A pre-pandemic visit to Guido Porro’s cellar in Serralunga d’Alba confirmed my speculation that this humble, reserved vignaiolo has taken the small family farm and turned it into one of the great traditionalist estates of Barolo. Not much has changed here since Guido, the fourth generation of Porros to make wine in Serralunga, took over from his father in 1996. The wisdom passed down from his ancestors guides his approach to viticulture, and he still ages his Baroli extensively in huge old Slavonian oak casks. The only real changes of late have been the acquisition of a prime slice of Serralunga’s most legendary cru, Vigna Rionda, the decision to revert to the estate’s magnificent historic label design, and the increasing presence in the cellar of Guido’s passionate twenty-year-old son, Fabio. Given their excellent vineyard holdings and steady adherence to classical vinification methods, it is safe to say the Porros and their wines will be around for a long time to satisfy our thirst for Piedmont’s fabled Nebbiolos. The majority of Guido’s production comes from the Lazzarito cru, a steep slope that abuts the Porro cantina at its highest point. The Lazzairasco is a mouth-filling, authoritative Barolo with trademark Serralunga tannins and extensive cellaring potential, particularly in 2016—a perfect vintage. If you are unfamiliar with Guido Porro and his world-class Baroli, this is an ideal bottle with which to become acquainted.
Reviews and notes on Guido Porro regularly refer to him as “under the radar”: his wines are worthy of a stellar reputation, but he is too easygoing and unassuming to worry about whether the wine-drinking public recognizes his name. Guido is the fourth generation at an estate that has always been passed from father to son, and although fifth-generation Fabio hasn’t reached middle school, he is already showing a keen curiosity in the family business. The Porros continue to work just as their predecessors did—the only major change over the last few decades has been the decision to bottle at the estate. Guido sticks to traditional methods in the vineyards and cellar, and he never gets in the way of the grapes’ natural expression.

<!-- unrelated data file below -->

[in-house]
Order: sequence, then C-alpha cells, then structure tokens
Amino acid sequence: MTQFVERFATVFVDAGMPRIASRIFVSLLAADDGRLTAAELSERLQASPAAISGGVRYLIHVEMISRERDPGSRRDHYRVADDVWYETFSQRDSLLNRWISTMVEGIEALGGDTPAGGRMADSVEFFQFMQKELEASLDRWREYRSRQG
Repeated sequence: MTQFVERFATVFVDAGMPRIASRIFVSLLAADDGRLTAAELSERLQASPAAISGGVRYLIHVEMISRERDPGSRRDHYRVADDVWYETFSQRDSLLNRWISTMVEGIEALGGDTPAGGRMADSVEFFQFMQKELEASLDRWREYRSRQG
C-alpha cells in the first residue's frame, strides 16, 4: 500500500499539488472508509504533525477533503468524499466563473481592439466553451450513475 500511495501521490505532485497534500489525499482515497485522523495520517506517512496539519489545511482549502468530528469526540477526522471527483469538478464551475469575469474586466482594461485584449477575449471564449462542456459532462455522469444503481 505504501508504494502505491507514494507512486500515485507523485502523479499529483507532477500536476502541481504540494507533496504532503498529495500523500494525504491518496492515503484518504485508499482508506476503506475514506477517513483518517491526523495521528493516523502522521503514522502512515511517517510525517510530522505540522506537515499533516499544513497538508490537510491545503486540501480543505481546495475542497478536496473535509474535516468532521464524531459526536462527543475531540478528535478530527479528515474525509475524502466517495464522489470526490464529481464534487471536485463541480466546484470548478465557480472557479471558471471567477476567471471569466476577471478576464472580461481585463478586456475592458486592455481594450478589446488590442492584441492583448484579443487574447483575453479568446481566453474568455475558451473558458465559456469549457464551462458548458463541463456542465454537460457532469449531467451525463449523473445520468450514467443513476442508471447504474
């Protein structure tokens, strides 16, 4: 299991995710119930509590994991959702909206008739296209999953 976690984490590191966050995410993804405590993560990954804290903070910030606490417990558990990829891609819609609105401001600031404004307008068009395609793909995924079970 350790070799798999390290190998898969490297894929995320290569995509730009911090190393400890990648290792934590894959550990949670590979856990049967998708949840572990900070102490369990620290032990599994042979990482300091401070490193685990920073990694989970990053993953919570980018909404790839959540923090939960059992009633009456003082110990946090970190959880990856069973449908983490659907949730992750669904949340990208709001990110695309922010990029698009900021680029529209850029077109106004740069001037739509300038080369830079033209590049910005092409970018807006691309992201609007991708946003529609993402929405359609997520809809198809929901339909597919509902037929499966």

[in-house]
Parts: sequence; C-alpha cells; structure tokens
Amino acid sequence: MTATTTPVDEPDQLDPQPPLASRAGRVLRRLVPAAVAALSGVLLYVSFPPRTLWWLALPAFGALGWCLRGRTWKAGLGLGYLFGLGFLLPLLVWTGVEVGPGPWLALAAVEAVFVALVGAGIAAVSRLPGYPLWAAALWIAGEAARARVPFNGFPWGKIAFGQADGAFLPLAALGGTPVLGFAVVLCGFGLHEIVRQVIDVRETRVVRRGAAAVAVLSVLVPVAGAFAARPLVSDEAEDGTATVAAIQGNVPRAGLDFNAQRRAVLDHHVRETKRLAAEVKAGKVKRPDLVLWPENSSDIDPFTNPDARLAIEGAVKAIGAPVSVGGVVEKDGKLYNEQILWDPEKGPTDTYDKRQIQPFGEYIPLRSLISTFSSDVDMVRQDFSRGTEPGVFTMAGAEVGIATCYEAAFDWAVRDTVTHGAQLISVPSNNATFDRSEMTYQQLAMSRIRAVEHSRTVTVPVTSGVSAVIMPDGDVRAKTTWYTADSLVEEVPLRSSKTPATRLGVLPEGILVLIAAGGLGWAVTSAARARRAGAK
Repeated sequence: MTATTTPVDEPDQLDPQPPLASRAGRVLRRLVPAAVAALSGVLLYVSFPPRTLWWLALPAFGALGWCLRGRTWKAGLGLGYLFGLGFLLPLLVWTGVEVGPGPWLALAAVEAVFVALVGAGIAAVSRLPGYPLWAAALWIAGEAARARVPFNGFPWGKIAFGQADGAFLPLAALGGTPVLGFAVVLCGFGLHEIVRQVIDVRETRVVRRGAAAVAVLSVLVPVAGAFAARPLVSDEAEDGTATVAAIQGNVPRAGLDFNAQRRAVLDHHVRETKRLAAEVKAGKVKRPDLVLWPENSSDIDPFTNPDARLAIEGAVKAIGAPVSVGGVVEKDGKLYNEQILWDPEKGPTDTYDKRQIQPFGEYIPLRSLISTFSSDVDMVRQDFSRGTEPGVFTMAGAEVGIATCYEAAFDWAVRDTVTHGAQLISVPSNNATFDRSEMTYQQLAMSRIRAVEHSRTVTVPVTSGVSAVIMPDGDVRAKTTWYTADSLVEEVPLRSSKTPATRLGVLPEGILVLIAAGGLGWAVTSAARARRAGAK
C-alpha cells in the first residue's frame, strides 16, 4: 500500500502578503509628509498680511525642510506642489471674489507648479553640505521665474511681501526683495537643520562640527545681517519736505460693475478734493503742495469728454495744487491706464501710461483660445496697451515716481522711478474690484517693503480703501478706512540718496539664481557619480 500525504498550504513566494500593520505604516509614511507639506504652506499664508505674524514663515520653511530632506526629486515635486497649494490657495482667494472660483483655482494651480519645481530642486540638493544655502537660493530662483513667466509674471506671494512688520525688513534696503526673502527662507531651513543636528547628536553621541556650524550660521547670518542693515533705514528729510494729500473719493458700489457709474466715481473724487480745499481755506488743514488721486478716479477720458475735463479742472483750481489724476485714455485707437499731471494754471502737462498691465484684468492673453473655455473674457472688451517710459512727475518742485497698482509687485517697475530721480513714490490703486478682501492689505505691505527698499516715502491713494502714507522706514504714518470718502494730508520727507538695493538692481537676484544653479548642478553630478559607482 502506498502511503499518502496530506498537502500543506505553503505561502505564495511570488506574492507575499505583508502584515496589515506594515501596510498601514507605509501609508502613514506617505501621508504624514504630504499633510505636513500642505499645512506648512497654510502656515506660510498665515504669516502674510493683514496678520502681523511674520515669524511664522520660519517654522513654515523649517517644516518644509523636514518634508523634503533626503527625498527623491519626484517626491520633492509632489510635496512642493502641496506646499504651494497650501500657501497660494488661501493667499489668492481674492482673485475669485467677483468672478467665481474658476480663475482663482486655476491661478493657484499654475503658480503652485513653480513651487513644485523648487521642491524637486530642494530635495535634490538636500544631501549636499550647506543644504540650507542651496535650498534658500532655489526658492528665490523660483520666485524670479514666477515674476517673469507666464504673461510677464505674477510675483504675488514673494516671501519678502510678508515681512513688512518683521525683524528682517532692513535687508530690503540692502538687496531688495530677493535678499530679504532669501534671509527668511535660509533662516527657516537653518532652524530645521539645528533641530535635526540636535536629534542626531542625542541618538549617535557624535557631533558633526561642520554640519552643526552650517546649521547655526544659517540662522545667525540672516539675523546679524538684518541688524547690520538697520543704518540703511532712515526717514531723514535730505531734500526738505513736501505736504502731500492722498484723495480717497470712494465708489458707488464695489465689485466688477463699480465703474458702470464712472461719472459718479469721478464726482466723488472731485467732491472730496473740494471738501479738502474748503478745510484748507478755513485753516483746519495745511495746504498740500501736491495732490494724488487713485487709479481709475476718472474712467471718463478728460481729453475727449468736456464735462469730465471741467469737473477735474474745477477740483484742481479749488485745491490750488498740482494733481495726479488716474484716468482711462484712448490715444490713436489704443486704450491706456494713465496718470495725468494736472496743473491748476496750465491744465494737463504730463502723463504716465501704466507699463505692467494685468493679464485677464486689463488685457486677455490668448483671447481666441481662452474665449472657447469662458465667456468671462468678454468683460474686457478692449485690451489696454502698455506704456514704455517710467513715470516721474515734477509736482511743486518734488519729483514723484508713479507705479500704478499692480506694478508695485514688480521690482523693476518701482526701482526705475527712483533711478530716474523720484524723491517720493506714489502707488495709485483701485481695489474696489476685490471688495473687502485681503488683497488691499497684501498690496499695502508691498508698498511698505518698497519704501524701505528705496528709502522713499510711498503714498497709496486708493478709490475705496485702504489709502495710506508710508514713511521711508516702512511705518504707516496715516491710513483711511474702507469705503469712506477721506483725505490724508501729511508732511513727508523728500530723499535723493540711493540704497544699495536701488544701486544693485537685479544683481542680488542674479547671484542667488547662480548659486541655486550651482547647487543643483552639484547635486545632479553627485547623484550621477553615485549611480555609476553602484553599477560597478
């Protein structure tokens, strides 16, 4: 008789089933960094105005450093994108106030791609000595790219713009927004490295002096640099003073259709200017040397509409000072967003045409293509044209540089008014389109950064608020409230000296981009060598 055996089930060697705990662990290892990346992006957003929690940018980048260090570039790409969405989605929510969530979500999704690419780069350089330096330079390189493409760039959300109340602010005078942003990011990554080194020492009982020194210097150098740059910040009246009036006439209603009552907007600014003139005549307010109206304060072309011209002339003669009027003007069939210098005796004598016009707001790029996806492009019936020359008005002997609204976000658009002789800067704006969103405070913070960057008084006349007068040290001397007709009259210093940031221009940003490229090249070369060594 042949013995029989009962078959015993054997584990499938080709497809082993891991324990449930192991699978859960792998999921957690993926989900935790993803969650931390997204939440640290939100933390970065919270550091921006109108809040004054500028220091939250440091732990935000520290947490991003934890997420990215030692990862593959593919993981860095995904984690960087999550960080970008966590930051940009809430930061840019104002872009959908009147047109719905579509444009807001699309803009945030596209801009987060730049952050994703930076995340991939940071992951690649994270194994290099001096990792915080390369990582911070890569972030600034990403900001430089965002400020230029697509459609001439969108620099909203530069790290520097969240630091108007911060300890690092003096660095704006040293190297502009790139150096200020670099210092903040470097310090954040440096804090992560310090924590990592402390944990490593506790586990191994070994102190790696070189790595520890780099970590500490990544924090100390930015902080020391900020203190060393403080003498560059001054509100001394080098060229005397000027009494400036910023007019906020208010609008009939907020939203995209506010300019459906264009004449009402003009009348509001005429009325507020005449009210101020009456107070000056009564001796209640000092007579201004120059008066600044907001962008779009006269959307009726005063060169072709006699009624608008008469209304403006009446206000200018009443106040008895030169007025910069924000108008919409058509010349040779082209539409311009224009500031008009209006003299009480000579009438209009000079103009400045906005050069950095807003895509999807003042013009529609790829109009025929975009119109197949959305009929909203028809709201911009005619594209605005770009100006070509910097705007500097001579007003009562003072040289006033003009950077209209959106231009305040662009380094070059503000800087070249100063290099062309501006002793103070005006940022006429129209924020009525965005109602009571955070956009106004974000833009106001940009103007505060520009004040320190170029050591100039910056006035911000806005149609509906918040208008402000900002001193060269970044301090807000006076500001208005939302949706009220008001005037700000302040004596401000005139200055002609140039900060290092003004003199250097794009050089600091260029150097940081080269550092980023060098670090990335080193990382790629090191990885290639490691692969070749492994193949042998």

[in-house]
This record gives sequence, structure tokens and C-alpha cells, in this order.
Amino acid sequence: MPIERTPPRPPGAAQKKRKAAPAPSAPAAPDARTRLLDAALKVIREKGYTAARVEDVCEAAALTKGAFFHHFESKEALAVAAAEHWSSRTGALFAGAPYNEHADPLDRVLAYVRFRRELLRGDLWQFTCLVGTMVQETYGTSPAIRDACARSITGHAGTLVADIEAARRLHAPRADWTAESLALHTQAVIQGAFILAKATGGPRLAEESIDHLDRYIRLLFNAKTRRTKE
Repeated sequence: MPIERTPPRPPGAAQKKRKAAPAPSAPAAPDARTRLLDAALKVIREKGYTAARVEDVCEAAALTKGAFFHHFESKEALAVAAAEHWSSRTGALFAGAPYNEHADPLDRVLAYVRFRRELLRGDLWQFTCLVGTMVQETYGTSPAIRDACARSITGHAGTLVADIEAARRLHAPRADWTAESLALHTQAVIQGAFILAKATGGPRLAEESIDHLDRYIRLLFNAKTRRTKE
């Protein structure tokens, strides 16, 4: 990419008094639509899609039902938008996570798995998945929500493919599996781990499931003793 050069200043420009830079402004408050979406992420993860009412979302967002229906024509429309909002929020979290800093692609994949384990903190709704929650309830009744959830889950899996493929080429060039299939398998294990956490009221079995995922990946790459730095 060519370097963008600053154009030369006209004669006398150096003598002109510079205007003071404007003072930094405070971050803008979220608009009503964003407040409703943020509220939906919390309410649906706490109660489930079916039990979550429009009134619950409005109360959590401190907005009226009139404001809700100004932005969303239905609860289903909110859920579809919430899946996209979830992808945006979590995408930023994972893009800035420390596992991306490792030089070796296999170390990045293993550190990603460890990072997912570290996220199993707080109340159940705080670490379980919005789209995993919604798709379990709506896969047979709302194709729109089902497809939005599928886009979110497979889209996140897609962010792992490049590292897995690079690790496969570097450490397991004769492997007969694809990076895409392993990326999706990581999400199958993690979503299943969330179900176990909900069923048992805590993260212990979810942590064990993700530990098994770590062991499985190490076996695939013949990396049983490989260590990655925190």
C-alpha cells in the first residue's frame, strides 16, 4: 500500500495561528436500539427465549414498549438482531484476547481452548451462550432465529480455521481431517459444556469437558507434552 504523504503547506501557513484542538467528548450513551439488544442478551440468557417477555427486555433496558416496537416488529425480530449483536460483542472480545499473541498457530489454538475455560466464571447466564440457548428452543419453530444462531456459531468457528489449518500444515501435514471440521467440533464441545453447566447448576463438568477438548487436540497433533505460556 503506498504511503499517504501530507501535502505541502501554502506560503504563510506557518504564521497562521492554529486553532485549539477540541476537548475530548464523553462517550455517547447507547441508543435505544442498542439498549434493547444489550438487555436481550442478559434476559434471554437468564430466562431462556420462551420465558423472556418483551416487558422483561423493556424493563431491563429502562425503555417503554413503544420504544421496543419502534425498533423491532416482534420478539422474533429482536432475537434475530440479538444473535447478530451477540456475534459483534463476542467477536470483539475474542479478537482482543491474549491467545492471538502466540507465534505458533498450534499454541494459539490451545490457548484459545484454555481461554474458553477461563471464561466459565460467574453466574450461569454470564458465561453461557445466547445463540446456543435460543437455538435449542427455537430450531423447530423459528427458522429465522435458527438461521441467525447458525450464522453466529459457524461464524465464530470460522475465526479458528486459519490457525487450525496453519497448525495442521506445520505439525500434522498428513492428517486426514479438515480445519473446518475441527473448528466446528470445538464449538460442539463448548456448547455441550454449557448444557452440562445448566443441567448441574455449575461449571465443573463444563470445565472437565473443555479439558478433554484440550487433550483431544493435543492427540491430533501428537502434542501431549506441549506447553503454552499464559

Kermit’s love affair with the great reds of Piemonte dates back to the early days of his career: the very first container he imported from Italy, in fact, featured legendary 1971 and 1974 Barolos from Vietti and Aldo Conterno. Regular visits since then have seen our portfolio grow to now twelve Piemontesi estates, with a strong focus on the rolling hills of the Langhe.
Nebbiolo rules these majestic, vine-covered marl slopes, giving Italy’s most mystifyingly complex, nuanced, and age-worthy reds. When crafted via traditional production methods—long macerations and extensive aging in enormous oak botti—the powerful, yet incredibly refined Barolos and Barbarescos provide haunting aromatics of tar, raspberry, incense, tea, roses, and more. At times austere in their youth but well worth the wait, they pair beautifully with the hearty local cuisine starring veal in many forms, braised beef, pastas like tajarin and agnolotti, and of course, Alba’s famous white truffles.
Surrounded by mountains on three sides, Piemonte’s climate is continental, with baking hot summers and cold winters. Nebbiolo is only part of the story here: juicy, fruity Barberas and Dolcettos represent the bread and butter throughout the region, and other native grapes like Freisa, Croatina, and the white Arneis are also noteworthy. Value abounds in the Monferrato, while Alto Piemonte also has its share of thrills to provide.
Every corner of Piemonte is rich with tradition, especially when wine is concerned. It’s no wonder we have been singing the region’s praises for over forty years.
Trust the great winemakers, trust the great vineyards. Your wine merchant might even be trustworthy. In the long run, that vintage strip may be the least important guide to quality on your bottle of wine.—Kermit Lynch
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